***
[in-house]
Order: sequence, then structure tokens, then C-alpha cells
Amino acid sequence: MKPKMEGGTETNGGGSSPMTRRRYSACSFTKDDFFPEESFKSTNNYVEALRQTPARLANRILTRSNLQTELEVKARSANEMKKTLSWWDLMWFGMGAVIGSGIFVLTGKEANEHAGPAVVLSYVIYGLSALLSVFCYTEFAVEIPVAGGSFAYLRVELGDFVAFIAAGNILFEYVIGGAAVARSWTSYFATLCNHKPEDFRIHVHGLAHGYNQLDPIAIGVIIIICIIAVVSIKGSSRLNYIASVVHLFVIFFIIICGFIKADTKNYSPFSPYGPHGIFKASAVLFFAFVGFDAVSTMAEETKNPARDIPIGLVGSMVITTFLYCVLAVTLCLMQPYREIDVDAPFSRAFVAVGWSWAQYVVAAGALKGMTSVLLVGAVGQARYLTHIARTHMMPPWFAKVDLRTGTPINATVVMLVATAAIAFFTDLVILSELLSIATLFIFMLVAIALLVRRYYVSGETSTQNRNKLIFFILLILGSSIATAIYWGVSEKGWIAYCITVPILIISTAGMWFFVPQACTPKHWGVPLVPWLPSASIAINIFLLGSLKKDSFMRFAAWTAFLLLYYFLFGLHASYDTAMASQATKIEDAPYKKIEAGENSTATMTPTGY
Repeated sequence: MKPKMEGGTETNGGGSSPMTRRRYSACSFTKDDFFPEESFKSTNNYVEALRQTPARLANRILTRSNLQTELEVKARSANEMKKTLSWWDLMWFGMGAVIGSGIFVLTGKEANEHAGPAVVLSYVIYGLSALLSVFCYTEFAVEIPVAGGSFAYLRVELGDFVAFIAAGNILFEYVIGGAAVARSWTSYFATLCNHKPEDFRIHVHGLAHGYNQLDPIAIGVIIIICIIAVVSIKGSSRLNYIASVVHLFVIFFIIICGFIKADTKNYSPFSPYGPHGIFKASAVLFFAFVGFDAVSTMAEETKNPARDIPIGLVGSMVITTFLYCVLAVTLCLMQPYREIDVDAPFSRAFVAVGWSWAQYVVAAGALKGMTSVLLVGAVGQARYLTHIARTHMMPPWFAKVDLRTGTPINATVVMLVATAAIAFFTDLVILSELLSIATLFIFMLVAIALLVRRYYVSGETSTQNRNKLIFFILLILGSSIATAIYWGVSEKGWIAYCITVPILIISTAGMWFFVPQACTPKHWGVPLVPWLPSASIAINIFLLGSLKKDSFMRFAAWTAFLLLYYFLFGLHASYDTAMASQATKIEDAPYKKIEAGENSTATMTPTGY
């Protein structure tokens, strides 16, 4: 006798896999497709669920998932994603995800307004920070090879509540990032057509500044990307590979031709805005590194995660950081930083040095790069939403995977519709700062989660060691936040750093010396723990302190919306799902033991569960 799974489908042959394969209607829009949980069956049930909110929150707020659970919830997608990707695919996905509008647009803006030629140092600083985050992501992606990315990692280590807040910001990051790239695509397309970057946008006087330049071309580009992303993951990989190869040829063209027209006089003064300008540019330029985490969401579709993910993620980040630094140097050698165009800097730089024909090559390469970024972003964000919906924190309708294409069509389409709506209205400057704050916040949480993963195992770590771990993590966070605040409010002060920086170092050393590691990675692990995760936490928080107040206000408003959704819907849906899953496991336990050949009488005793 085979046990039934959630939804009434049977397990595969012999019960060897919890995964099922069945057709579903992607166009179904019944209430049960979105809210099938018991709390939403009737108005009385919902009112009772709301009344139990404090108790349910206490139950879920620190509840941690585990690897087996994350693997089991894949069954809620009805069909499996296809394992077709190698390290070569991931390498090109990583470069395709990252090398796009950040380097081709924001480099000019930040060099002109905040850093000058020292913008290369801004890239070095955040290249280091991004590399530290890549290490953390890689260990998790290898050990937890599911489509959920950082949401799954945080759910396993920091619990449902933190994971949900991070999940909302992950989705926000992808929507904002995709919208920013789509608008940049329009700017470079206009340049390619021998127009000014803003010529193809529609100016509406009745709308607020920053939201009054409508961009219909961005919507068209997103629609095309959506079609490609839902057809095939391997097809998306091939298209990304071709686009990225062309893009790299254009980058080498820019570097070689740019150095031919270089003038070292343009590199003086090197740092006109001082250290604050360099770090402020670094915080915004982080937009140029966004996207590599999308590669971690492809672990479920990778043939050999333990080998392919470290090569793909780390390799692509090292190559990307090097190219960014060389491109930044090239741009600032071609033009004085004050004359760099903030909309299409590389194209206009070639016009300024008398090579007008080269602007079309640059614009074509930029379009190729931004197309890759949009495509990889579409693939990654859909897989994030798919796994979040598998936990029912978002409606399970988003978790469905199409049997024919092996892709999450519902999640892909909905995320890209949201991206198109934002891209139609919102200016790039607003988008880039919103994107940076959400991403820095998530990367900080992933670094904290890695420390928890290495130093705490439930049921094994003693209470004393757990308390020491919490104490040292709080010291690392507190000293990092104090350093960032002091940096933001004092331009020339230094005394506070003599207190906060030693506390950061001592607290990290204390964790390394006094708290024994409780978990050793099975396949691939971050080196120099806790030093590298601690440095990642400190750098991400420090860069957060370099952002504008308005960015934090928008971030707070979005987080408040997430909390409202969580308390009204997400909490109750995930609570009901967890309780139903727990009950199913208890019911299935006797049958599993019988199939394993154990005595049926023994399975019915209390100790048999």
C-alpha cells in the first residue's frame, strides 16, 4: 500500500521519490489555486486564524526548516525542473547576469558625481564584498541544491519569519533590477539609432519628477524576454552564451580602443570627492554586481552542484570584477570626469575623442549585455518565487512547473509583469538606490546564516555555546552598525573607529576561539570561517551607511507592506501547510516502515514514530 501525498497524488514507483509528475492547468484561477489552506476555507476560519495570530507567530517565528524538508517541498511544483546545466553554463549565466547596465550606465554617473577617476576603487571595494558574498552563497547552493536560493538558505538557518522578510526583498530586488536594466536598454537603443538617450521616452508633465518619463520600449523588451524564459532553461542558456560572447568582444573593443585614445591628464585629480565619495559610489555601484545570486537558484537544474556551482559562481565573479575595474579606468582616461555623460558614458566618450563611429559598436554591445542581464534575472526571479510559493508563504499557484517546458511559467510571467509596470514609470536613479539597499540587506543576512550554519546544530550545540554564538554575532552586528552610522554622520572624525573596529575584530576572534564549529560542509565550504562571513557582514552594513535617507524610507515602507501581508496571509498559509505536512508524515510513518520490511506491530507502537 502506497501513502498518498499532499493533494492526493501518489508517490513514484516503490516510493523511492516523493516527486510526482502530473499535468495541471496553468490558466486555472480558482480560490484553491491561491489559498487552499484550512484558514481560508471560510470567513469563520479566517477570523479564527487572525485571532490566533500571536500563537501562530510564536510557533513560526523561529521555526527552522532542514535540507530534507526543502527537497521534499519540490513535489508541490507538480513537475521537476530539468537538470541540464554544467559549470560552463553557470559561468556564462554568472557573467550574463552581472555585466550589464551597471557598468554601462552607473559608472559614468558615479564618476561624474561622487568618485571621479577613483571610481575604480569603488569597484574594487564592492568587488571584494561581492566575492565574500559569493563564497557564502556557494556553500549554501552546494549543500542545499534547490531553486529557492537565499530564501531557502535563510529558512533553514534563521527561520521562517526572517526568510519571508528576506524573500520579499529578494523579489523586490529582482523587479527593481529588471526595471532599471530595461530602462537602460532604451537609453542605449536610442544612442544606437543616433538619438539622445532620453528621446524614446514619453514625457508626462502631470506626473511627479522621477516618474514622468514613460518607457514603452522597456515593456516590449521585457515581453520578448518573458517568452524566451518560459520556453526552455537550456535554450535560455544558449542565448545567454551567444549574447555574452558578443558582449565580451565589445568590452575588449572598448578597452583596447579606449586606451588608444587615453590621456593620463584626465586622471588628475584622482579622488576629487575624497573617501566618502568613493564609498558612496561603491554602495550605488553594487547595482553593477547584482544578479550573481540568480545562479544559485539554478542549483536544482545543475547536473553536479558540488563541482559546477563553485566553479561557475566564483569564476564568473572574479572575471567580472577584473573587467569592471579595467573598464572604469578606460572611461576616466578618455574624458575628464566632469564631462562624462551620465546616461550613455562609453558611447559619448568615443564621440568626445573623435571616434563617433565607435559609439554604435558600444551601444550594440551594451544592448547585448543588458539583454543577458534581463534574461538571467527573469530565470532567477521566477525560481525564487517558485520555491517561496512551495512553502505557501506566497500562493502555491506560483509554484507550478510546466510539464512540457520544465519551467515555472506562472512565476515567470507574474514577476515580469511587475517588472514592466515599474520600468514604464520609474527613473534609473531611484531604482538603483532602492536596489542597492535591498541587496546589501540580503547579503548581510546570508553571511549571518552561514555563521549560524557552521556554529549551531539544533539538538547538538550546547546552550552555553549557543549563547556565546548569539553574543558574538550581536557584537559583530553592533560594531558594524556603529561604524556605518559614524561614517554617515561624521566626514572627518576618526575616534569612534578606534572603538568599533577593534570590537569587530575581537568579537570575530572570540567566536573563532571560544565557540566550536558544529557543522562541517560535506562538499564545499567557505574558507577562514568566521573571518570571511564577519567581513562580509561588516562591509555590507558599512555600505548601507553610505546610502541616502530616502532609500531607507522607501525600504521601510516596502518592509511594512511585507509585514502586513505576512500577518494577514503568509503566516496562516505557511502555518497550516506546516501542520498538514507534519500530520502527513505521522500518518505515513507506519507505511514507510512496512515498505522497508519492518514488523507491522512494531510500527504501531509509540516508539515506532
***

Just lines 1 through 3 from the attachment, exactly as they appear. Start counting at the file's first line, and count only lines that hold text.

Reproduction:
[in-house]
Order: sequence, then structure tokens, then C-alpha cells
Amino acid sequence: MKPKMEGGTETNGGGSSPMTRRRYSACSFTKDDFFPEESFKSTNNYVEALRQTPARLANRILTRSNLQTELEVKARSANEMKKTLSWWDLMWFGMGAVIGSGIFVLTGKEANEHAGPAVVLSYVIYGLSALLSVFCYTEFAVEIPVAGGSFAYLRVELGDFVAFIAAGNILFEYVIGGAAVARSWTSYFATLCNHKPEDFRIHVHGLAHGYNQLDPIAIGVIIIICIIAVVSIKGSSRLNYIASVVHLFVIFFIIICGFIKADTKNYSPFSPYGPHGIFKASAVLFFAFVGFDAVSTMAEETKNPARDIPIGLVGSMVITTFLYCVLAVTLCLMQPYREIDVDAPFSRAFVAVGWSWAQYVVAAGALKGMTSVLLVGAVGQARYLTHIARTHMMPPWFAKVDLRTGTPINATVVMLVATAAIAFFTDLVILSELLSIATLFIFMLVAIALLVRRYYVSGETSTQNRNKLIFFILLILGSSIATAIYWGVSEKGWIAYCITVPILIISTAGMWFFVPQACTPKHWGVPLVPWLPSASIAINIFLLGSLKKDSFMRFAAWTAFLLLYYFLFGLHASYDTAMASQATKIEDAPYKKIEAGENSTATMTPTGY